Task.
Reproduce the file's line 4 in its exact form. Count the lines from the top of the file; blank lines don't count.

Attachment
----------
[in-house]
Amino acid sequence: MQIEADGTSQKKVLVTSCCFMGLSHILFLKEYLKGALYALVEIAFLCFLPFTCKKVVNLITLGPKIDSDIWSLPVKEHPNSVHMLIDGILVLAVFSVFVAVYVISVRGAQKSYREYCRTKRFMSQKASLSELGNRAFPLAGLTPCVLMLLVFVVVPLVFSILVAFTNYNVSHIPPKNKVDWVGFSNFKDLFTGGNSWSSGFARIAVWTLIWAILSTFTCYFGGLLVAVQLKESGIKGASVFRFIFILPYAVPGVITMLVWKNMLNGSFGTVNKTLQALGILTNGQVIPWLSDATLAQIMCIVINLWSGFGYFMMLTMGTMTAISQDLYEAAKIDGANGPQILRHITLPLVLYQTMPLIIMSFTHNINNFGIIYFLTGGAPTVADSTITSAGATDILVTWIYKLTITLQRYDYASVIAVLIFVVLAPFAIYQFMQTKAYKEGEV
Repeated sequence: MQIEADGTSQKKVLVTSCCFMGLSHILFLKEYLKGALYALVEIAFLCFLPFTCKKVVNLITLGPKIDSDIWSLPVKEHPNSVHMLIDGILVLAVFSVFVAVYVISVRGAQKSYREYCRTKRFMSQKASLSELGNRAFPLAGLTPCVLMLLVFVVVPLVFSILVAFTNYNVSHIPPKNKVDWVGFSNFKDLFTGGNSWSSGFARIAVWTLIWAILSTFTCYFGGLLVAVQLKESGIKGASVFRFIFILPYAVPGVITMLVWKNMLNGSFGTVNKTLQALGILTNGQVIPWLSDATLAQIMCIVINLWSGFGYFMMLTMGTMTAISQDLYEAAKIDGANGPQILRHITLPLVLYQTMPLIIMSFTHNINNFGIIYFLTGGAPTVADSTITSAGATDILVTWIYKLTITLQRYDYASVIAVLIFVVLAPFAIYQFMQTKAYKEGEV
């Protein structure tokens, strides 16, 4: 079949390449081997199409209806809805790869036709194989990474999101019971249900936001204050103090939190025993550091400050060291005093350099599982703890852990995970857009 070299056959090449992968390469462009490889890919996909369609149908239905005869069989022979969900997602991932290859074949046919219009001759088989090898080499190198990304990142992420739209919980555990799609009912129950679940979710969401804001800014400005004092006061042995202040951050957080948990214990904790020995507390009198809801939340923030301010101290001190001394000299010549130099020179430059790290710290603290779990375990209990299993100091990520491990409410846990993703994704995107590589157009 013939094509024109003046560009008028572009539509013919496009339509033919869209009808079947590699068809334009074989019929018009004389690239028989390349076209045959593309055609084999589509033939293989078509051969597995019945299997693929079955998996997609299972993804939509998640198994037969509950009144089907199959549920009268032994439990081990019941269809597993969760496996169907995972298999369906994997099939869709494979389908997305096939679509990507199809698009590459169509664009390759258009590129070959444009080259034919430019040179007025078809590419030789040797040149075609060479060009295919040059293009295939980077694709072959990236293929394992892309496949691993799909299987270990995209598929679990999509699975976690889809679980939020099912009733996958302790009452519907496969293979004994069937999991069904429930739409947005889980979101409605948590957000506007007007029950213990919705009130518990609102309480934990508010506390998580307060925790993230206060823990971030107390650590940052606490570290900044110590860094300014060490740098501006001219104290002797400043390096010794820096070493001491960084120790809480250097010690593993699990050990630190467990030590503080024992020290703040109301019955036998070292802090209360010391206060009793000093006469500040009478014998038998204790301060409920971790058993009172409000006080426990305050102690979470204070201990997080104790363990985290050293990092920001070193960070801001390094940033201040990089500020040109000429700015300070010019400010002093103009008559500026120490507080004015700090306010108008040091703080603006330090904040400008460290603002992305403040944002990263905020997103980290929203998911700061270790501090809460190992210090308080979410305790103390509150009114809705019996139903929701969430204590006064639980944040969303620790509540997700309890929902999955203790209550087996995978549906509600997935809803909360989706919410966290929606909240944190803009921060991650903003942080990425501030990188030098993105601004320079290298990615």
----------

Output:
């Protein structure tokens, strides 16, 4: 079949390449081997199409209806809805790869036709194989990474999101019971249900936001204050103090939190025993550091400050060291005093350099599982703890852990995970857009 070299056959090449992968390469462009490889890919996909369609149908239905005869069989022979969900997602991932290859074949046919219009001759088989090898080499190198990304990142992420739209919980555990799609009912129950679940979710969401804001800014400005004092006061042995202040951050957080948990214990904790020995507390009198809801939340923030301010101290001190001394000299010549130099020179430059790290710290603290779990375990209990299993100091990520491990409410846990993703994704995107590589157009 013939094509024109003046560009008028572009539509013919496009339509033919869209009808079947590699068809334009074989019929018009004389690239028989390349076209045959593309055609084999589509033939293989078509051969597995019945299997693929079955998996997609299972993804939509998640198994037969509950009144089907199959549920009268032994439990081990019941269809597993969760496996169907995972298999369906994997099939869709494979389908997305096939679509990507199809698009590459169509664009390759258009590129070959444009080259034919430019040179007025078809590419030789040797040149075609060479060009295919040059293009295939980077694709072959990236293929394992892309496949691993799909299987270990995209598929679990999509699975976690889809679980939020099912009733996958302790009452519907496969293979004994069937999991069904429930739409947005889980979101409605948590957000506007007007029950213990919705009130518990609102309480934990508010506390998580307060925790993230206060823990971030107390650590940052606490570290900044110590860094300014060490740098501006001219104290002797400043390096010794820096070493001491960084120790809480250097010690593993699990050990630190467990030590503080024992020290703040109301019955036998070292802090209360010391206060009793000093006469500040009478014998038998204790301060409920971790058993009172409000006080426990305050102690979470204070201990997080104790363990985290050293990092920001070193960070801001390094940033201040990089500020040109000429700015300070010019400010002093103009008559500026120490507080004015700090306010108008040091703080603006330090904040400008460290603002992305403040944002990263905020997103980290929203998911700061270790501090809460190992210090308080979410305790103390509150009114809705019996139903929701969430204590006064639980944040969303620790509540997700309890929902999955203790209550087996995978549906509600997935809803909360989706919410966290929606909240944190803009921060991650903003942080990425501030990188030098993105601004320079290298990615």